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NHS approves life-extending drug for women diagnosed with one of deadliest types of breast cancer

  • Triple-negative breast cancer is responsible for one in four breast cancer deaths
  • But around 1,600 patients a year in England will now be offered pembrolizumab
  • The drug can potentially lead to the disappearance of any detectable cancer 

A drug for women with one of the most aggressive types of breast cancer has been given the green light for NHS use in England.

Triple-negative breast cancer is responsible for one in four breast cancer deaths.

But around 1, lasix and ureic acid 600 patients a year in England will now be offered pembrolizumab, which reduces the chances of the cancer progressing by 40 per cent.

Research suggests the immunotherapy drug, given intravenously with chemotherapy before breast cancer surgery, can potentially lead to the disappearance of any detectable cancer.

The National Institute for Health and Care Excellence (Nice) approved pembrolizumab for women with primary triple-negative breast cancer, where the cancer has a high risk of returning after treatment.

Immunotherapy drug pembrolizumab, brand name  Keytruda has been approved for women with an advanced form of  breast cancer after a previous rejection

Helen Knight, interim director of medicines evaluation at drugs watchdog Nice, said: ‘Triple negative breast cancer has a relatively poor prognosis and there are few effective treatments compared with other types of the disease.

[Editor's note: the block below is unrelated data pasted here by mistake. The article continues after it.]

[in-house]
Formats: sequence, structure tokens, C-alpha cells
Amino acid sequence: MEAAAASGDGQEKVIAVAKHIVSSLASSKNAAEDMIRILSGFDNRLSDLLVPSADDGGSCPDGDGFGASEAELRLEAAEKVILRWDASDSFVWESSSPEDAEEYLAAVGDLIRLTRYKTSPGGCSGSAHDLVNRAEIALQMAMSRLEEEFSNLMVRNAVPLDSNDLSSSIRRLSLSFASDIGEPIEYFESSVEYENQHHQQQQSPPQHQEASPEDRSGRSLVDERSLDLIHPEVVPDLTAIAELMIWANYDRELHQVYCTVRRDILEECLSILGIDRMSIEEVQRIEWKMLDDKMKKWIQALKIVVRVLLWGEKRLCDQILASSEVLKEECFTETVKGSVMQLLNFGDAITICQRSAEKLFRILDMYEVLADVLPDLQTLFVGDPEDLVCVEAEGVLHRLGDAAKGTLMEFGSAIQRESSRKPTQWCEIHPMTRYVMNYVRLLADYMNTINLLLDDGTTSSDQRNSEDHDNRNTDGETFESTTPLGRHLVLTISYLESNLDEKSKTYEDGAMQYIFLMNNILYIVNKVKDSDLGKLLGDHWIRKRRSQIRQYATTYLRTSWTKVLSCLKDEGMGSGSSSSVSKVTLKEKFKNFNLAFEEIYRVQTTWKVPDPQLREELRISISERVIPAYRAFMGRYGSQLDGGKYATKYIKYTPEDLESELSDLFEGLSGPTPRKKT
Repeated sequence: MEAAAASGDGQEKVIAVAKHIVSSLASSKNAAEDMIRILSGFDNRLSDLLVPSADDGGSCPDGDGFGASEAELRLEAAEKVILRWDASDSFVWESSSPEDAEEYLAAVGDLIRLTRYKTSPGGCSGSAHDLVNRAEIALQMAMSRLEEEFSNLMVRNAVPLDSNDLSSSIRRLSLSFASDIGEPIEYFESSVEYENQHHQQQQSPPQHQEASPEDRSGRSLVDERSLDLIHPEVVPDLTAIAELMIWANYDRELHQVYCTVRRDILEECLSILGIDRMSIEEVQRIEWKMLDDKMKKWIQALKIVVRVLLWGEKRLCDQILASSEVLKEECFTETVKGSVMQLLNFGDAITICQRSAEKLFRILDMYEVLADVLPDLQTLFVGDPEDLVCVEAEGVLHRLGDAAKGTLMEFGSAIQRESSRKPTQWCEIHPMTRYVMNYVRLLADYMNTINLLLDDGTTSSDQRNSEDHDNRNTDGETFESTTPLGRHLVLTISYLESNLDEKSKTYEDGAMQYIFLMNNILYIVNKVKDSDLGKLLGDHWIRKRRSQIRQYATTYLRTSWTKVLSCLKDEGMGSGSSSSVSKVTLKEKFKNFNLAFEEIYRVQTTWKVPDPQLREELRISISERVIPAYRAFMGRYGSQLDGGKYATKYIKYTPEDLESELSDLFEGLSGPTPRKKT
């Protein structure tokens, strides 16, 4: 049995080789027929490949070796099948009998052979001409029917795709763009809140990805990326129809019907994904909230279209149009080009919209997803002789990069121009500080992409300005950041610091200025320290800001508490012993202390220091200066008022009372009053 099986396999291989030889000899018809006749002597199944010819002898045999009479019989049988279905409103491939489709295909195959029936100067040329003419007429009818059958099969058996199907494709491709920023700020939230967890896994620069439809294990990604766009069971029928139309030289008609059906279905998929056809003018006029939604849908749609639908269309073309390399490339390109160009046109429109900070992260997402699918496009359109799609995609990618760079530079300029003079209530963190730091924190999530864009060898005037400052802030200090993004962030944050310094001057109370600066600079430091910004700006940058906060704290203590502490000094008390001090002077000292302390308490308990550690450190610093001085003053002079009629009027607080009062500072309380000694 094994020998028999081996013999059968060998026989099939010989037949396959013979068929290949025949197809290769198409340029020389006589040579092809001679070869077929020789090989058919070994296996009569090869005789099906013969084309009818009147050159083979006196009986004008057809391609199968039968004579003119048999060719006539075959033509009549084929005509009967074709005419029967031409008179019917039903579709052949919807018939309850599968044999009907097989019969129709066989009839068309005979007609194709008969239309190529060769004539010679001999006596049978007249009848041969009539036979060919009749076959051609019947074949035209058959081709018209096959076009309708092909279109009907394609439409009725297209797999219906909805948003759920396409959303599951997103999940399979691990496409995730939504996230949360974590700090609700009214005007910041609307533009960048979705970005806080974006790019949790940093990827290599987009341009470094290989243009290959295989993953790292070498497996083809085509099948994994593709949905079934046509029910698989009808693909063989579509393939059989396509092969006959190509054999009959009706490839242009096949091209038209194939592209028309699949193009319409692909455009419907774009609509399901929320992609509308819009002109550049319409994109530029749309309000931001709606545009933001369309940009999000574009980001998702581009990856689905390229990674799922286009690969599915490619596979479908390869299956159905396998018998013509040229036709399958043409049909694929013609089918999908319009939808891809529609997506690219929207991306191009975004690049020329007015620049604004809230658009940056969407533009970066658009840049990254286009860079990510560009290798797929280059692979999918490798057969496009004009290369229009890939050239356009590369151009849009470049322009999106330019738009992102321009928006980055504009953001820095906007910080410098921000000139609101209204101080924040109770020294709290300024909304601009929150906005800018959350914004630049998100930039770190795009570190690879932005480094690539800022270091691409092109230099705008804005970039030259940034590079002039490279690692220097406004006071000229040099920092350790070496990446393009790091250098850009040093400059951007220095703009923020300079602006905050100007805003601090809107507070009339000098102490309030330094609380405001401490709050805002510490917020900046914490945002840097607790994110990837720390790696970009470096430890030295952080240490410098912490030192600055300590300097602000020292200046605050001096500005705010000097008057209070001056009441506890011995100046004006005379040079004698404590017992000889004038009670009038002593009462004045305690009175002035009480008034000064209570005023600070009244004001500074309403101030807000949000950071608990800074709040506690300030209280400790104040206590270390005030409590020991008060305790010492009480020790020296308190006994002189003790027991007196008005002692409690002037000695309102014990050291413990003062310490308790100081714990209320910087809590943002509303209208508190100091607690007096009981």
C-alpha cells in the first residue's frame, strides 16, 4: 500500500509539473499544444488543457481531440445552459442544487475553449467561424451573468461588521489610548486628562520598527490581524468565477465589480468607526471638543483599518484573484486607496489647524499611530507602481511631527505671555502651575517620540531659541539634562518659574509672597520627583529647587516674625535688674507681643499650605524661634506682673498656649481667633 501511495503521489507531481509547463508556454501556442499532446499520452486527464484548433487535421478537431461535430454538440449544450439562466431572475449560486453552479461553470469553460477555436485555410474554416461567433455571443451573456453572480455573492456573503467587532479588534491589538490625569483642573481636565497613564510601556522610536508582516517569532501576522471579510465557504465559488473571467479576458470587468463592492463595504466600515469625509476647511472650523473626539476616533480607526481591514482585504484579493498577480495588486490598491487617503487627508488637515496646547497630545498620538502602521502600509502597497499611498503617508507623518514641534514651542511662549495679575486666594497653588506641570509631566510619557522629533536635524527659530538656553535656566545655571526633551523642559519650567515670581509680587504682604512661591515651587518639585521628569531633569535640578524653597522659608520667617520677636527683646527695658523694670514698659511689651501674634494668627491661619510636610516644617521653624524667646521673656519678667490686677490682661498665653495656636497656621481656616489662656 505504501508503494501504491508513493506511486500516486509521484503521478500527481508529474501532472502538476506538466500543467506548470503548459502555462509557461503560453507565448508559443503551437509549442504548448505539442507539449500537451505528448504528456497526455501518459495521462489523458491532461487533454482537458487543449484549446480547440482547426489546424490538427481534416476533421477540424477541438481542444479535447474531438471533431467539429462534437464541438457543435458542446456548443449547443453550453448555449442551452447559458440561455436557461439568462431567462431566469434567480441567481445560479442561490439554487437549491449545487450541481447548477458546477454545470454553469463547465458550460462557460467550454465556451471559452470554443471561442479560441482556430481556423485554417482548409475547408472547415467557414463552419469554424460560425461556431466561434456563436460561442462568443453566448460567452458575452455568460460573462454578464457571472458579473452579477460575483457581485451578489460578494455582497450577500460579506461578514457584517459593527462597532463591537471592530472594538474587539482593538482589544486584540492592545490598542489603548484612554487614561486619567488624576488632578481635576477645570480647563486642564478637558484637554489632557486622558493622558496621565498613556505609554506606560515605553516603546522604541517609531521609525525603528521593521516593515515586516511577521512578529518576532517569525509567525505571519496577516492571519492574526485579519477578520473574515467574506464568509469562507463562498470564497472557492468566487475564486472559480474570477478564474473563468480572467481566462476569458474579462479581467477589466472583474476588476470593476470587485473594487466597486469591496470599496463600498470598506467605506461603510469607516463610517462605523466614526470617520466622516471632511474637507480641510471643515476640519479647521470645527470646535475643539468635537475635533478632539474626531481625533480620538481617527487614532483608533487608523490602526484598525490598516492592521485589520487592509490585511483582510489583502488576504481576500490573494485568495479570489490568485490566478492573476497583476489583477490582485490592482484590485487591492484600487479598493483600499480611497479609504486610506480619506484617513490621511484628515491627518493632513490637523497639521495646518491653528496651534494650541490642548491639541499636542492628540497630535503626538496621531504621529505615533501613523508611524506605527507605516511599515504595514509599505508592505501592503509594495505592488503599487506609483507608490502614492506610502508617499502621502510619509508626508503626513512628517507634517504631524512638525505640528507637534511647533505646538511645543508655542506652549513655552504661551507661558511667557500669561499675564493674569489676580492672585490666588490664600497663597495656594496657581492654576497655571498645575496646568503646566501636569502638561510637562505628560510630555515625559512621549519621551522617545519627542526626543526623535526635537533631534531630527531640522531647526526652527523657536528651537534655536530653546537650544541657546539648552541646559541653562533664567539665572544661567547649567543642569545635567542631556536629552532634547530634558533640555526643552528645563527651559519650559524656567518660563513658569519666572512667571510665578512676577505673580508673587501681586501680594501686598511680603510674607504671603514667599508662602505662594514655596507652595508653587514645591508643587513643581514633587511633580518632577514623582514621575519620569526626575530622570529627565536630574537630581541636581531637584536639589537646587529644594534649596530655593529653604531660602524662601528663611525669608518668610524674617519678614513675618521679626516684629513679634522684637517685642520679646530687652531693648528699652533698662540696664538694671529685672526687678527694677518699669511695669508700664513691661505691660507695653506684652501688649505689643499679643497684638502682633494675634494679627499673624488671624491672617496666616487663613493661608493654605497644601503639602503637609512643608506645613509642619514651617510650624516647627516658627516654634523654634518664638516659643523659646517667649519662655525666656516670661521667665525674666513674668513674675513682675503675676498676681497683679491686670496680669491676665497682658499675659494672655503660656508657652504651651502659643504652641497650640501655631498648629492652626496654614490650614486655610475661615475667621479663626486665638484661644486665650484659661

‘Today’s draft guidance means that we have now recommended three new treatments for routine use in the NHS since June, helping to address this unmet need and giving hope of a longer and a better quality of life to thousands of people.’

Baroness Delyth Morgan, chief executive at Breast Cancer Now, said: ‘For far too long, patients with this type of breast cancer have faced the frightening reality of limited treatment options.

‘This new treatment can potentially lead to any detectable cancer disappearing by the time of surgery, meaning patients will then possibly face less invasive, breast-conserving surgery.’

Triple-negative breast cancer accounts for around 15 per cent of all breast cancer cases.

It is more common in women under 40, black women and those with a mutation of the BRCA2 or BRCA1 gene — dubbed the ‘Jolie gene’ because the mutation was carried by Hollywood actress Angelina Jolie, who had a mastectomy to reduce her risk of breast cancer.

Pembrolizumab can completely wipe out breast cancer cells before surgery, so that some women no longer need a mastectomy but can keep their breasts and have a smaller operation to remove a lump instead.

It is more common in women under 40, black women and those with a mutation of the BRCA2 or BRCA1 gene — dubbed the ‘Jolie gene’ because the mutation was carried by Hollywood actress Angelina Jolie, who had a mastectomy to reduce her risk of breast cancer

The drug also reduces the likelihood of triple-negative breast cancer coming back after treatment and spreading to other parts of the body, becoming incurable.

That means it brings hope of more lives potentially being saved from the devastating disease.

For those whose cancer does come back, this could take longer if they are on the drug, although no benefits have yet been found showing pembrolizumab helps people to live longer.